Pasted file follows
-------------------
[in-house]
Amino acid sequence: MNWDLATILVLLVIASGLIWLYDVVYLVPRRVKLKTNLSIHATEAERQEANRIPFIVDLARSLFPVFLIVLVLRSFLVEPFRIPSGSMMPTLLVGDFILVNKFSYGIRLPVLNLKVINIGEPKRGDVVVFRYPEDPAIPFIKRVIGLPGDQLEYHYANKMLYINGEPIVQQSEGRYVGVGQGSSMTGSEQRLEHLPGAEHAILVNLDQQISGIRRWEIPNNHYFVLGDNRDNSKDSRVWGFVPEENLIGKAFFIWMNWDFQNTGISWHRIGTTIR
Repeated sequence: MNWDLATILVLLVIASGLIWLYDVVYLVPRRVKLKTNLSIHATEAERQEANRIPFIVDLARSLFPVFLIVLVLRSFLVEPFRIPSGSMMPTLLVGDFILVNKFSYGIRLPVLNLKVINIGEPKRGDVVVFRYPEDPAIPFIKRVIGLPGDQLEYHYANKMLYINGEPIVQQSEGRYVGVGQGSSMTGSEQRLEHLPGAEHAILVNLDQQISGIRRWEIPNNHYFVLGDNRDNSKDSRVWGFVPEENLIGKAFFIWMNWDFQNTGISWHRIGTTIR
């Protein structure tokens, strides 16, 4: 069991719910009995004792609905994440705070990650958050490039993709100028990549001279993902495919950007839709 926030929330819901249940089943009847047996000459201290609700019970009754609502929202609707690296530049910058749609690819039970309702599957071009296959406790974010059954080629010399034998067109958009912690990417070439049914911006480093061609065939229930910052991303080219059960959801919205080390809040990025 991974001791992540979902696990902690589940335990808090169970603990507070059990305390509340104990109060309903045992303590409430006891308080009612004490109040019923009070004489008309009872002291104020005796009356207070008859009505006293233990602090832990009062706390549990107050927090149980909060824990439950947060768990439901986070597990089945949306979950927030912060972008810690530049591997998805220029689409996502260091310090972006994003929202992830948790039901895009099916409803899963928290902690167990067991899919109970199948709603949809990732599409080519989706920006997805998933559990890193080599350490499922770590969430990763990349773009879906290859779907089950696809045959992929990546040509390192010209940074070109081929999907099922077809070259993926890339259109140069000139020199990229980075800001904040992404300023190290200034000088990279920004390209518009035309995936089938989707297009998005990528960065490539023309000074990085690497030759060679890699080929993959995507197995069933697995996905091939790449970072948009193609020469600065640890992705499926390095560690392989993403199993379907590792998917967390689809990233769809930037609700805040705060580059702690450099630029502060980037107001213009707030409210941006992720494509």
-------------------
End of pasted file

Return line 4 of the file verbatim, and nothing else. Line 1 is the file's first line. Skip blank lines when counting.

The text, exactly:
């Protein structure tokens, strides 16, 4: 069991719910009995004792609905994440705070990650958050490039993709100028990549001279993902495919950007839709 926030929330819901249940089943009847047996000459201290609700019970009754609502929202609707690296530049910058749609690819039970309702599957071009296959406790974010059954080629010399034998067109958009912690990417070439049914911006480093061609065939229930910052991303080219059960959801919205080390809040990025 991974001791992540979902696990902690589940335990808090169970603990507070059990305390509340104990109060309903045992303590409430006891308080009612004490109040019923009070004489008309009872002291104020005796009356207070008859009505006293233990602090832990009062706390549990107050927090149980909060824990439950947060768990439901986070597990089945949306979950927030912060972008810690530049591997998805220029689409996502260091310090972006994003929202992830948790039901895009099916409803899963928290902690167990067991899919109970199948709603949809990732599409080519989706920006997805998933559990890193080599350490499922770590969430990763990349773009879906290859779907089950696809045959992929990546040509390192010209940074070109081929999907099922077809070259993926890339259109140069000139020199990229980075800001904040992404300023190290200034000088990279920004390209518009035309995936089938989707297009998005990528960065490539023309000074990085690497030759060679890699080929993959995507197995069933697995996905091939790449970072948009193609020469600065640890992705499926390095560690392989993403199993379907590792998917967390689809990233769809930037609700805040705060580059702690450099630029502060980037107001213009707030409210941006992720494509």